Once there was a prophet of God named Elisha. He was one of God’s most powerful prophets. He once raised a widow’s child up from the dead. He once healed a leper who wasn’t even one of God’s people. Elisha was always kind to the meek and lowly.
Yet he was always bold before kings and proud men. He once made a whole army go blind. And one time, after anointing a new king, he sent that new king to slaughter the wicked old king and his wife and all his children. Elisha was a good man, but you didn’t want to mess with him.
One day while Elisha was walking, he met a gang of rowdy kids along the road. They started making fun of Elisha for being bald. You can imagine the kinds of awful things they said to him.
Now, Elisha wasn’t like most grown-ups you’d meet nowadays. He didn’t blush or walk faster or say something nasty or shake his head and laugh at how silly kids can be. The Bible says Elisha did something very different.
Elisha turned around and cursed those kids. And then he kept walking. And two big she-bears came out of the woods and tore forty-two of those kids to pieces.
And Elisha just kept on walking.
Can you imagine being one of those kids? One minute they thought they were pretty tough, making fun of an old man. But the next minute they were being chased by bears and torn to pieces. It’s scary, right? It almost doesn’t seem fair. So why did God let his prophet curse those kids and condemn them to a terrible death? And why did He include the story of it in the Bible?
Well, for one thing, it’s the kind of story that is meant to make you think twice about making fun of someone. Especially when that someone is a man of God—like one of the pastors or elders or deacons of your church.
Much more than that, this story teaches us that sin is serious. It’s dangerous—even when we think of it as almost harmless, like saying some mean words. God doesn’t think of any sin as harmless. Those kids were being disobedient and disrespectful and rebellious. And so God sent bears after them.
Now, we all know that God doesn’t normally send bears after rebellious kids, although sometimes He does (and if you want to read the story for yourself, you can look it up in 2 Kings 2). And we also know that He normally doesn’t strike people with bolts of lightning or make their hearts stop or their bellies burst when they say or do things they shouldn’t, although He’s been known to do that kind of thing from time to time too (and if you want to read some of those kinds of stories, check out 2 Kings 1 or Acts 12 or 2 Chronicles 21).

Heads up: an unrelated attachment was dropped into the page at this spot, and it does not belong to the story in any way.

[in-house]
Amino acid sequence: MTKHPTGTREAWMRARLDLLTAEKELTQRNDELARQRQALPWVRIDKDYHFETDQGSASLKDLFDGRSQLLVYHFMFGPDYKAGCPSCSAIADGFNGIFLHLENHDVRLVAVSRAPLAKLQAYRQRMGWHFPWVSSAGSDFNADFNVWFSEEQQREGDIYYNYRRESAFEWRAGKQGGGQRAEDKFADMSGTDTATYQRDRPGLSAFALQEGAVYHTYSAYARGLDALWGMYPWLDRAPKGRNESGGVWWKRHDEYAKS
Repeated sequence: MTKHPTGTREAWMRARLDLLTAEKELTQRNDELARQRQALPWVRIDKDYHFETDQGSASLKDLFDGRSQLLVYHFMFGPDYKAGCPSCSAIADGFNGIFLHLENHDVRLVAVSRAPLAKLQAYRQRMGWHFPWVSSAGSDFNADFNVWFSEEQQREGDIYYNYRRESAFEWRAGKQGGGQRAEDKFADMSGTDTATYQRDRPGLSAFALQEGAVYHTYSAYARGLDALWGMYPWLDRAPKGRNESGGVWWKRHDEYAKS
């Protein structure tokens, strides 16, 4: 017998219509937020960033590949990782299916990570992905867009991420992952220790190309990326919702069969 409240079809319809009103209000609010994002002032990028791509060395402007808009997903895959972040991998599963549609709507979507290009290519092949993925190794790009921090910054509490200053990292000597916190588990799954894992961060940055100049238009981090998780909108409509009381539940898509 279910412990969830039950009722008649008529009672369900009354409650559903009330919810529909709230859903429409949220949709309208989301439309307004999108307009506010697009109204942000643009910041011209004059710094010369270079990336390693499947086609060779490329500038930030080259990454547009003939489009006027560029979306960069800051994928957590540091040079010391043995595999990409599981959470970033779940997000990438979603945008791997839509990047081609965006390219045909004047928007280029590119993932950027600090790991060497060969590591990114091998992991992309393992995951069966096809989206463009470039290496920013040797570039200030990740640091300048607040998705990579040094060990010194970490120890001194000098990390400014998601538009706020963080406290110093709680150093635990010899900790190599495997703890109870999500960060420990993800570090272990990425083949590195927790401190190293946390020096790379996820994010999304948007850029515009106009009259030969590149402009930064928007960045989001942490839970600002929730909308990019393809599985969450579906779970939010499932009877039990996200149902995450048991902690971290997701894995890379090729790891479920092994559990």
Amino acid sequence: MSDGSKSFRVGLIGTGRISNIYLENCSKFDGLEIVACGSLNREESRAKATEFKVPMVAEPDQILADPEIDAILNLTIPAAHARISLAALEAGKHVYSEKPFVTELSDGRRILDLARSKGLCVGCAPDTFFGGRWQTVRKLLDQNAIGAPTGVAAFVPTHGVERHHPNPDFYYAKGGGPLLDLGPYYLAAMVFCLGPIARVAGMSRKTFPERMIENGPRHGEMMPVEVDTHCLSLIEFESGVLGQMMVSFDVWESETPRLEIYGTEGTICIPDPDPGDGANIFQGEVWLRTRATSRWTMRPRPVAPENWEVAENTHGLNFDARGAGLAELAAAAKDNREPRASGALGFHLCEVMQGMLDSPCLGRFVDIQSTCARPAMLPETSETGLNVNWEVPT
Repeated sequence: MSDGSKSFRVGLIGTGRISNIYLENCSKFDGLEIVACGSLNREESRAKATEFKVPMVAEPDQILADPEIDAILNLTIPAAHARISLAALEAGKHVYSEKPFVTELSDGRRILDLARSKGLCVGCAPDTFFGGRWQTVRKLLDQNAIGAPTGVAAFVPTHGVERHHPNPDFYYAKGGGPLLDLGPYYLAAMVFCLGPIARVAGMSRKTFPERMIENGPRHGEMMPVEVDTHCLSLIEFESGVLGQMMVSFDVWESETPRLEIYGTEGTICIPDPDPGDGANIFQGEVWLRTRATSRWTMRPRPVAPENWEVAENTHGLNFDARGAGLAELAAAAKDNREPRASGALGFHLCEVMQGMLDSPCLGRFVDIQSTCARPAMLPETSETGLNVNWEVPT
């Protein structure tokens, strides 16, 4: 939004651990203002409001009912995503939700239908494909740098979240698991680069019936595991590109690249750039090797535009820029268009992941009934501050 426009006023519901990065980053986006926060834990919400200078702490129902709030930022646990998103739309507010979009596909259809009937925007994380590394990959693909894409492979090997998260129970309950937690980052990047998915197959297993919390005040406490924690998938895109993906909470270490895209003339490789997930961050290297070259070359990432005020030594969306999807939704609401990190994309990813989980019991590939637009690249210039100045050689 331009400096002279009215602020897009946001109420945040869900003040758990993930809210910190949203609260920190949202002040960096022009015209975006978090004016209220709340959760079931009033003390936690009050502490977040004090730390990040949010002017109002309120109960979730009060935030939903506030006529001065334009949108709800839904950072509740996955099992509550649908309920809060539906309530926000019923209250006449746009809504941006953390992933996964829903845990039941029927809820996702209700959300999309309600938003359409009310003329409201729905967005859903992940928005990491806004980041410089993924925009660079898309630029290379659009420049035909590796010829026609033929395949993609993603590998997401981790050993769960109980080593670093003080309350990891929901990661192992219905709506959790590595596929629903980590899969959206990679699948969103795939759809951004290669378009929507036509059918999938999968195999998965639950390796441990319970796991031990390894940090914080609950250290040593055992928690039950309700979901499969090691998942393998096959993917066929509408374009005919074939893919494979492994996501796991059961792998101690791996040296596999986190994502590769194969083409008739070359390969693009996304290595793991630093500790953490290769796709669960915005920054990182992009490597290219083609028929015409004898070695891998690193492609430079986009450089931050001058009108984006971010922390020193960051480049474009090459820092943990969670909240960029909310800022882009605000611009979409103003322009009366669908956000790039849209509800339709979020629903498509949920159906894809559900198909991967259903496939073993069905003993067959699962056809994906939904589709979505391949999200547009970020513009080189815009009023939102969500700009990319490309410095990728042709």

But that’s not the point. The point is that sin has consequences. Whether bears come after you or not, sin always leads to death in the end. And after that, hell.
Sin will always tear you to pieces in one way or another. If you think about it, that’s why your parents, if they’re wise and godly parents, discipline you. In fact, that’s the reason behind every spanking you’ve ever gotten. A spanking may hurt pretty badly for a short time, but that pain is supposed to remind you of the much worse pain that will come if you keep giving in to your sin.
Of course, getting a spanking (or any sort of discipline) is no fun. Everybody knows that. Especially your mom and dad. But you know what’s less fun? Getting torn to pieces by bears. And you know what’s even less fun than that? Dying and going to hell.
If I had to guess, I’d guess that those forty-two children that were making fun of Elisha on the road were the sorts of kids that didn’t get very many spankings when they were little. Not because they were so good, but because their parents didn’t love them enough to discipline them. If they did get spankings, they didn’t learn from their spankings. Because the whole point of any kind of discipline is to teach us that when we disobey God, we put our lives and our souls in danger.
So don’t be foolish. Love God and obey Him. And remember that He takes disobedience very seriously. And don’t forget to love your mom and dad when they discipline you. Don’t be angry about it. Sure, it hurts—for a little bit. But they love you, and they’re teaching you that sin and disobedience have consequences. And that’s a good lesson to learn. I’ll bet those forty-two kids wished they’d learned that lesson BEFORE THEY WERE MAULED TO DEATH BY BEARS!!!